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Is peat-free compost better for the environment?

Published: 16th April, 2022 at 04:00

Compost containing peat is due to be banned for UK gardeners. What’s the debate around ending peat sales, and are there any alternatives?

For years, environmentalists have been pushing for a ban on the sales of peat in the UK, citing peat’s high carbon emissions as well as the ecological importance of the peatlands it comes from.

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This may now soon happen, with the UK government announcing in December plans to ban sales of peat to gardeners by 2024. But some campaigners say this is still not soon enough, while others warn that rapidly scaling up the supply of sustainable alternatives to peat may be a challenge.

What is peat and why is it used for gardening?

Peat is a type of soil made of decaying plant matter and is formed in peatlands, a waterlogged wetland habitat. Peatlands take thousands of years to form, as peat grows at a rate of just one centimetre every 10 years.

“When we take it out of peat bogs and use it, we're depleting it far, far faster than it can be replenished,” says Ali Morse, a peat and water policy expert at The Wildlife Trusts. “It's effectively a non-renewable resource.”

Peatlands provide vital ecosystem services: they decrease flood risk and supply drinking water, as well as supporting rare wildlife. They also store a lot of carbon. Peatlands cover around 3 per cent of the planet’s surface but hold twice as much soil carbon as all the world’s forests. This carbon is released into the atmosphere when peatlands dry out, or when peat is extracted for use in horticulture.

“If we don't take good care of peatland habitats across the world, we are really, really going to struggle to prevent runaway climate change,” says Morse.

Peat’s ability to hold onto water and nutrients have made it prized by gardeners as a growing medium. While its use in horticulture has been declining, nearly a third of all compost sold in the UK in 2021 was still peat, according to the Horticultural Trade Association.

Peatland bog in Scotland
Peat bogs, like this one in Scotland, are important habitats for wildlife © Getty Images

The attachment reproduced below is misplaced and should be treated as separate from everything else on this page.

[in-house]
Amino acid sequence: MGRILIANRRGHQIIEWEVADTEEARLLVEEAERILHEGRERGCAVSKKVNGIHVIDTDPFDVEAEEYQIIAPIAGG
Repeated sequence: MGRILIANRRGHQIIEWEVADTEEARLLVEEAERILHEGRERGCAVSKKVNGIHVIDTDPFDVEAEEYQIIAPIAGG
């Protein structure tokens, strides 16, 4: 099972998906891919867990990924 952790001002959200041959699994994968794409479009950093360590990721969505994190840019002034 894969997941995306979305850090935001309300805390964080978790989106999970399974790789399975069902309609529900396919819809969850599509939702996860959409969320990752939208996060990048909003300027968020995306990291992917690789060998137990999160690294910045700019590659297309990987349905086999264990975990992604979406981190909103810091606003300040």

Why is peat compost being banned?

In December 2021, the government published a consultation proposing a ban on sales of peat to gardeners in England and Wales by 2024. “By ending the retail sale of peat in horticulture, we will be protecting our vulnerable peatlands and helping to prevent climate change,” it said.

Peatlands are the UK’s largest stores of carbon, says Prof Alistair Griffiths, director of science at the Royal Horticultural Society (RHS). The proposed ban will help the government deliver on its net zero strategy, he adds.

The UK government has previously set several targets to stop the use of peat. In 2011, it set a voluntary target for compost retailers to end sales of peat by 2020, which was missed. Another voluntary target to end professional use for growing fruit, vegetables, and plants by 2030 is also off track, says Morse.

“Part of the reason that these voluntary targets have been unsuccessful is they just don't send a strong enough steer to the industry,” says Morse. “There is a need to invest in R&D in order to find appropriate replacements for peat. A proper government-sanctioned end to sales is needed to drive that investment.”

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How can I make sure I’m buying peat-free compost?

There are a variety of different peat-free composts which aim to emulate the properties of peat and support healthy plants. Some are made from renewable organic materials such as bark, wood chips, wool or coconut fibre (coir), but they can also be made from organic waste, such as household garden waste collections.

Griffiths notes that many peat-free alternatives were not good quality when they were initially rolled out some years ago, and this belief seems to have stuck with many gardeners. However, research has vastly improved the quality of peat-free alternatives, which can now in some cases provide better results than peat, he says.

However, it is not always clearly shown whether or not compost contains peat, says Morse. “There are composites available which contain peat and they will say things like 'natural material' or 'organic', which of course peat is,” she says. “So you explicitly need it to say peat-free in order to be confident that that is the case.”

Griffiths recommends asking your retailer whether you are using the right peat-free compost for the right purpose. “If you are mulching your beds, look to use barks or other mulches. Or even better, compost at home and use your own compost on your beds,” he says. Simply asking your retailer for peat-free options can help demonstrate consumer demand, he adds.

Person repotting plants in compost
Peat-free compost alternatives are available © Getty Images

How much of an impact will switching to peat-free compost make?

Damaged peatlands are responsible for almost 5 per cent of human-made CO2 emissions. “Switching to peat-free and not using peat, alongside peatland restoration, has great potential to significantly reduce emissions,” says Griffiths, adding that restored peatlands also have the potential to draw down and store more carbon. “By switching to peat-free compost, the UK can set a leading example to the rest of the world,” he adds.

The Wildlife Trusts says that even waiting until 2024 is too long, and is pushing for an immediate ban on peat-based compost. It has calculated that waiting another two years would generate another 1.5 million tonnes of CO2, equivalent to the annual emissions of 214,000 UK residents.

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Authors

Jocelyn is a freelance climate and science journalist.

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